Who is a citizen?
Instead of attending a visiting artist's presentation, I went to the Weisman Art Museum to look at the featured exhibit. This month the theme of the exhibit was "Who is a citizen? What is citizenship?"
This exhibit explores themes about the individual and civic life in thirty paintings, photographs, and prints drawn from the Weisan's permanent collection. Ranging from Lewis Hine's 1905 photographic portraits of immigrants at Ellis Island to Twin Cities photographer Joseph Allan's contemporary portraits of American Indians, these pieces open up ideas about who belongs to a nation or community. Also, they reflect a citizen's rights and how they can exercise them.
There are three respective sections in the exhibit:
Who is a citizen?
-Presents work that questions the exclusion or asserts the inclusion of those who have been overlooked.
Civic life in the city
-Artists show how people share public space, making them members of a community, regardless of legal status of citizenship.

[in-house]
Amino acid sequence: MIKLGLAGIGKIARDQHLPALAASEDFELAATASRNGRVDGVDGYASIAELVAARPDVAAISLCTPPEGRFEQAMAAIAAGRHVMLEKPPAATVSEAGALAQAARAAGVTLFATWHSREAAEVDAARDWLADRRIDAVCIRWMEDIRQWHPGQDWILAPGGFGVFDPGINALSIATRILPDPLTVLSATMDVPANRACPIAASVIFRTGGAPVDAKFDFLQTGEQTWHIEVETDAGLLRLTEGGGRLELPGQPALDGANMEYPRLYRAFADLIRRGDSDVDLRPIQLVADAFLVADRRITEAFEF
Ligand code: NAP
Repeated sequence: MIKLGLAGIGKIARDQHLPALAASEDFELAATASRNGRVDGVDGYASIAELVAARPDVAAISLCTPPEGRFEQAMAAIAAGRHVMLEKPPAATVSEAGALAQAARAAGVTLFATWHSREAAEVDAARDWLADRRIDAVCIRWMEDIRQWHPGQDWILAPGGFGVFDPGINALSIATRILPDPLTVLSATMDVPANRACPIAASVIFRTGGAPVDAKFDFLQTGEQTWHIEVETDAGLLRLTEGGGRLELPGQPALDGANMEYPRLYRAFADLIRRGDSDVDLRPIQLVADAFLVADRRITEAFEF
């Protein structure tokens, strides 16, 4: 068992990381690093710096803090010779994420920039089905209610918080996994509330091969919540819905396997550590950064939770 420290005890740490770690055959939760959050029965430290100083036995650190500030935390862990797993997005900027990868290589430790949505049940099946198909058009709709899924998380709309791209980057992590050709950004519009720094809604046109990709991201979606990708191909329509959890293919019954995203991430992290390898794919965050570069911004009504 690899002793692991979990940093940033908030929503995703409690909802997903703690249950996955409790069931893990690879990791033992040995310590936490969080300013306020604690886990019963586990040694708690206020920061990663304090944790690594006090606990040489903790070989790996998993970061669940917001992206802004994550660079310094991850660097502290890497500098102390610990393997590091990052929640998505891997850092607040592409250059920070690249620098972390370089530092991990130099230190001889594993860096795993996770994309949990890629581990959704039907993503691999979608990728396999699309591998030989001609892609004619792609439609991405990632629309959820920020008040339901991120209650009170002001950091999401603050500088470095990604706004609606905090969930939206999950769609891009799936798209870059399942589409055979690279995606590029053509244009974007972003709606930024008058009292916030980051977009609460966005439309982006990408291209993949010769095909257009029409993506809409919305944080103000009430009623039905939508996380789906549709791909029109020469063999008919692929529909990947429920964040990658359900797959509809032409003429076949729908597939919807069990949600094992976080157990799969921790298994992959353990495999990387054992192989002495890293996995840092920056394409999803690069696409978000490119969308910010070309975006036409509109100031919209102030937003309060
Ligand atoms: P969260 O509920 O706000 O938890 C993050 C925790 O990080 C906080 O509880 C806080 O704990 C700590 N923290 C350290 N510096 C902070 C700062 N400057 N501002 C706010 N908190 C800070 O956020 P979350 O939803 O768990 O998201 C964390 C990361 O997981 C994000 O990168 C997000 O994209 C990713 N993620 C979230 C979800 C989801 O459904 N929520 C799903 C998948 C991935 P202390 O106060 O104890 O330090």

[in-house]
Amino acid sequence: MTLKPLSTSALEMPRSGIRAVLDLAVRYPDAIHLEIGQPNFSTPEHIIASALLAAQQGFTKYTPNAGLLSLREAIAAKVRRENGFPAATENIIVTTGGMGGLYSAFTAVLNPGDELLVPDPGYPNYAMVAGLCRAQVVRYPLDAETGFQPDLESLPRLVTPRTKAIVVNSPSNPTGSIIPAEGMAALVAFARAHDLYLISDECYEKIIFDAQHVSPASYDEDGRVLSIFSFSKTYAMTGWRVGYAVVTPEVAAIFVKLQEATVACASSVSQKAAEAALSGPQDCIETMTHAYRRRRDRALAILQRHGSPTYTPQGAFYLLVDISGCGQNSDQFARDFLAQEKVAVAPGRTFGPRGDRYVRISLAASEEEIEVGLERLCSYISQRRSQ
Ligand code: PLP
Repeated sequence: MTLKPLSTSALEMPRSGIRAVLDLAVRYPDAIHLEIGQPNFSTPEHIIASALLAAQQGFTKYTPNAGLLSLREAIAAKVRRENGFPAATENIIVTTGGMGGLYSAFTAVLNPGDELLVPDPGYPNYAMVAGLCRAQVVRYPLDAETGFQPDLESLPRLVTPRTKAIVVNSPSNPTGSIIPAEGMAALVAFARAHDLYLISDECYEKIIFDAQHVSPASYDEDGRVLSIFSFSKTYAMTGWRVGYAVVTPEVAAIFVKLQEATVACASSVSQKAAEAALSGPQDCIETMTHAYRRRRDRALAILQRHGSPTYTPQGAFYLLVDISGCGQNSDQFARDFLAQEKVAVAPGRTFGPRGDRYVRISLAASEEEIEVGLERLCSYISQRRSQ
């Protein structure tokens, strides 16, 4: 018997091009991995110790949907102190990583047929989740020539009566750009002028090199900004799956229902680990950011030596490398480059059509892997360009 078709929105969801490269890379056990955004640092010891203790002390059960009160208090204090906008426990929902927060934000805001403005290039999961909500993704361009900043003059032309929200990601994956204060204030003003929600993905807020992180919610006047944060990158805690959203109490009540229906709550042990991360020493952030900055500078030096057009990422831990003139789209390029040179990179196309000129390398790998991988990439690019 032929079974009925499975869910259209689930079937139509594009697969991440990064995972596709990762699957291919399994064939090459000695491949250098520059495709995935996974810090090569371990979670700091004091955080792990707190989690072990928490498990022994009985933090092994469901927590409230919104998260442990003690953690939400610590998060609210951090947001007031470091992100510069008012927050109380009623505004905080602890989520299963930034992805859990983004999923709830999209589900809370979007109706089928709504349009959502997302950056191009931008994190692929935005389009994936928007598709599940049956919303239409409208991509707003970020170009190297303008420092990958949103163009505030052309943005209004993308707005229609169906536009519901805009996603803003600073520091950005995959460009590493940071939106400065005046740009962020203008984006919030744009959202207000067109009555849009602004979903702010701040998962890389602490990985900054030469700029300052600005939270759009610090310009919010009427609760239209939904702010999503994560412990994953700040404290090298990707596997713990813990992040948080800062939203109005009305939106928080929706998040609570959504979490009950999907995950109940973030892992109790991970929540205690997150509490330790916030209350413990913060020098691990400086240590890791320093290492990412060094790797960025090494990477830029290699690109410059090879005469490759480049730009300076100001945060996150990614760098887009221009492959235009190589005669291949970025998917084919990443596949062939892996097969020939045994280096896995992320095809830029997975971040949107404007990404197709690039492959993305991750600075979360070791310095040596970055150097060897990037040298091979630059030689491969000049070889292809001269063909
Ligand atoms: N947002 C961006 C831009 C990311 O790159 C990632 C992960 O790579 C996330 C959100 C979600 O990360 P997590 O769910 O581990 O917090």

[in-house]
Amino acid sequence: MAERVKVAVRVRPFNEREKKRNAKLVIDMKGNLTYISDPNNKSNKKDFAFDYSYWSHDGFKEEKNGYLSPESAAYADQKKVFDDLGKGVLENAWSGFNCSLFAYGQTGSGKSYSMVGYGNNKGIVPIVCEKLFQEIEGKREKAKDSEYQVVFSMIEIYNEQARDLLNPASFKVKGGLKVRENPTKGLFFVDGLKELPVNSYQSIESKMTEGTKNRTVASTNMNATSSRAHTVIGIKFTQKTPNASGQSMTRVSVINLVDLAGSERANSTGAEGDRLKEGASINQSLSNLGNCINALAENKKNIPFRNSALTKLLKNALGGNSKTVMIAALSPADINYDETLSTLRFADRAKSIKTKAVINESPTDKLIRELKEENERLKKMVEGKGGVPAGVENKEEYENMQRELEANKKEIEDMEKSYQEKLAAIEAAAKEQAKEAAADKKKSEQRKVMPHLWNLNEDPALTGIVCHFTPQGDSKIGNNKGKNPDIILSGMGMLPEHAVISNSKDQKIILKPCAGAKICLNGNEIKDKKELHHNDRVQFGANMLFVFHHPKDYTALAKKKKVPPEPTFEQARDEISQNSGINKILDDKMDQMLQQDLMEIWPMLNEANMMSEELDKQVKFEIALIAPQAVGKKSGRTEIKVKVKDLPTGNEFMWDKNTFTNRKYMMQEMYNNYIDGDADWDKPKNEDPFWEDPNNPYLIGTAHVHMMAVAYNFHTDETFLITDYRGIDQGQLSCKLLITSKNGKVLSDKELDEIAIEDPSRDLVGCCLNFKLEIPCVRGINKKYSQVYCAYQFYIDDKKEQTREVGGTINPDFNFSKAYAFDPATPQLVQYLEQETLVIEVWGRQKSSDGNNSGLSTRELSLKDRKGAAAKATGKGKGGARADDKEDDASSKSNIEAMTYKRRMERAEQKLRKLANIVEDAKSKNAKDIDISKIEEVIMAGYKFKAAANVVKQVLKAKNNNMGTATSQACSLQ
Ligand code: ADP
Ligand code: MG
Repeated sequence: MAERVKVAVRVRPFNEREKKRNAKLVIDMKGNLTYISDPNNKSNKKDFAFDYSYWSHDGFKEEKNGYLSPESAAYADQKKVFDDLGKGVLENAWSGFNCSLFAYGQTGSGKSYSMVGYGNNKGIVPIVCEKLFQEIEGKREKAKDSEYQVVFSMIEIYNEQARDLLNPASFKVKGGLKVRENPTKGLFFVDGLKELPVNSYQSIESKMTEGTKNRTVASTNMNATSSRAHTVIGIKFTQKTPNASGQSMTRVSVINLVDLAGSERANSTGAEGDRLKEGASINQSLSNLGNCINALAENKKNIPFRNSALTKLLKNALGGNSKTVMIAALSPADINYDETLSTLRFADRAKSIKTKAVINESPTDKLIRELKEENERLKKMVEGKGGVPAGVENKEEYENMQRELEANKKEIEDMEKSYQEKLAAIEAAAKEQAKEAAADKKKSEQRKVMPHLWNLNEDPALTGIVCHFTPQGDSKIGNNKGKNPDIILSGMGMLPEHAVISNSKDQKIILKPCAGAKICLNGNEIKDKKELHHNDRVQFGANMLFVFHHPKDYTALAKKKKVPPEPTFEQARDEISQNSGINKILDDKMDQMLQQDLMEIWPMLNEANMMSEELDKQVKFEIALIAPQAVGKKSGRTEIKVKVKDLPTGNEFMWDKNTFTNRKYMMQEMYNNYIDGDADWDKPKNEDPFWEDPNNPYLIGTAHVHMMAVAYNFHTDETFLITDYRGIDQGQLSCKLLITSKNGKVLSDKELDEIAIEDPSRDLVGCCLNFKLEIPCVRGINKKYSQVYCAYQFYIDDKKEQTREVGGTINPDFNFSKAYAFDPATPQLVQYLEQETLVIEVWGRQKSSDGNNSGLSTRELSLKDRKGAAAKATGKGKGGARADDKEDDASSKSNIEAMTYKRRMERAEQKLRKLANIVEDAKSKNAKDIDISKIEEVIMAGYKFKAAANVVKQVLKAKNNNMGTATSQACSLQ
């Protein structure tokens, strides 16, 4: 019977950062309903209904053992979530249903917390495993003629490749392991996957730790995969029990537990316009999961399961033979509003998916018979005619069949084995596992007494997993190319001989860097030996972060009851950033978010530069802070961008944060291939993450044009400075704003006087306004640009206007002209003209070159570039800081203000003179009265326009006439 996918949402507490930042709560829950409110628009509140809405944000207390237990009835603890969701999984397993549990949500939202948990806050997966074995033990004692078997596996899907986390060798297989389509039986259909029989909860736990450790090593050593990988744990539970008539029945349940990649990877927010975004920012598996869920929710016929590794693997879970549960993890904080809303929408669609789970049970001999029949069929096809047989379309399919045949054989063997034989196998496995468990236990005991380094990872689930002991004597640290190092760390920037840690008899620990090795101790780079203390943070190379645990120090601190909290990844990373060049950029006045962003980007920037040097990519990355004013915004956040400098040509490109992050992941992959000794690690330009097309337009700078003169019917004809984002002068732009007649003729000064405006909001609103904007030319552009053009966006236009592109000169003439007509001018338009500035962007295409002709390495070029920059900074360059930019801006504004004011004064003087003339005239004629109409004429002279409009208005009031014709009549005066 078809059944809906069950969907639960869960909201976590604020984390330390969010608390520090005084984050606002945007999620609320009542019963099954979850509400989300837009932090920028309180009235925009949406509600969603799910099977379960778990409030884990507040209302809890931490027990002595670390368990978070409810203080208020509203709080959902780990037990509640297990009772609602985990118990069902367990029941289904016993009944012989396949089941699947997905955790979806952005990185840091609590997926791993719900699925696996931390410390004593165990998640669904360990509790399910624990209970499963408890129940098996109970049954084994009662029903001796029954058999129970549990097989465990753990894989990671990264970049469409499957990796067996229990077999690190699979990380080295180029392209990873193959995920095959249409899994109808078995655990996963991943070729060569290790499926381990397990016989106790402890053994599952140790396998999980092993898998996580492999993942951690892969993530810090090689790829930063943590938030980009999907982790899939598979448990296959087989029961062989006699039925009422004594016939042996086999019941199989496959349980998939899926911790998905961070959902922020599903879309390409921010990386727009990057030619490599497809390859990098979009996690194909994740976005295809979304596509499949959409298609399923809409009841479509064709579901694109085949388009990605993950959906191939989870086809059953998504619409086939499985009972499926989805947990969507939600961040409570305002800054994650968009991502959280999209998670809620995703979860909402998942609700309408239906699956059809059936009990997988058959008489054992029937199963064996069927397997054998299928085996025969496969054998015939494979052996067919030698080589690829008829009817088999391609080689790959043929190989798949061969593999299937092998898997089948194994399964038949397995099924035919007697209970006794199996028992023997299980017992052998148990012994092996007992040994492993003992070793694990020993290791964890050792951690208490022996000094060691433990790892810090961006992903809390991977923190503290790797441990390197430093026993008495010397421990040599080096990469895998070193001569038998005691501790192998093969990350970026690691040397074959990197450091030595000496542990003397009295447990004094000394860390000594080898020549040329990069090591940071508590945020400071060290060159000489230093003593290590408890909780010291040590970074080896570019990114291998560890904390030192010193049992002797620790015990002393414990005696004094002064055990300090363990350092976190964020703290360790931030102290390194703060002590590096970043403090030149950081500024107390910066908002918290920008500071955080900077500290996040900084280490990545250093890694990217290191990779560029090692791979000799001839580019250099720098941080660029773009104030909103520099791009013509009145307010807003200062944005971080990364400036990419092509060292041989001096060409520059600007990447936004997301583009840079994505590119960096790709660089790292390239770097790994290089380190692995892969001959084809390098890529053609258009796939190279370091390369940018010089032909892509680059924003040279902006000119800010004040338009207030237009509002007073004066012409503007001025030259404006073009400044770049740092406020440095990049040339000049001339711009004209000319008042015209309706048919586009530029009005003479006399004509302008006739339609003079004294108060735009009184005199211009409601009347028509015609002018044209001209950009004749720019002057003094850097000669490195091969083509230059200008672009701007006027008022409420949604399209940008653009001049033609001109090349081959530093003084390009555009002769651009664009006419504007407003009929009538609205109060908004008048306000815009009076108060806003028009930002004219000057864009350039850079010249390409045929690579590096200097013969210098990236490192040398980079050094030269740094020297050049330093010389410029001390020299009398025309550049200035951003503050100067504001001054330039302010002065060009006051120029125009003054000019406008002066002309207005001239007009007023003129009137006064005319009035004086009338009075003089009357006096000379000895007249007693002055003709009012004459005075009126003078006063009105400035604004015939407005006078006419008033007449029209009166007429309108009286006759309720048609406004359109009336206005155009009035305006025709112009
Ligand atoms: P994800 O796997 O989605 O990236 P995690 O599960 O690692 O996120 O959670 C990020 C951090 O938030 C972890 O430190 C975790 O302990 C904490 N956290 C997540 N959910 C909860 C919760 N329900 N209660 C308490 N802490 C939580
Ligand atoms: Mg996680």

The artist as a citizen
-Where artists are advocates for their own rights and they speak out on social/political issues.
Artists have been engaged in depicting citizens since the days of ancient Greece, when the concept of a citizen as a member of society with rights of self-governance first developed. These concepts of citizenship have changed over time, differing with location.
Examples of artists and their pieces displayed:
-Lewis Hines (1847-1940) uses gelatin silver prints in 'Italian Family Looking For Lost Luggage,' showing Italian immigrants with distraught looks on their faces as they are on a pier surrounded by many bags.
-Joseph Allan (born in 1964) uses color type-C photographic print in 'Phillip Chaltas (Rosebud Lakota/Navajo),' showing a young man sitting on his workbench at Jiffy Lube, looking upset.
-Robert Gwathmey (1903-1988) uses oil on canvas in 'Nobody Around Here Calls Me A Citizen,' showing a dejected African-American man with a symbolic number 2 next to him, connoting the inequality of segregation and the impact of racism in liming civil rights and rights of citizenship.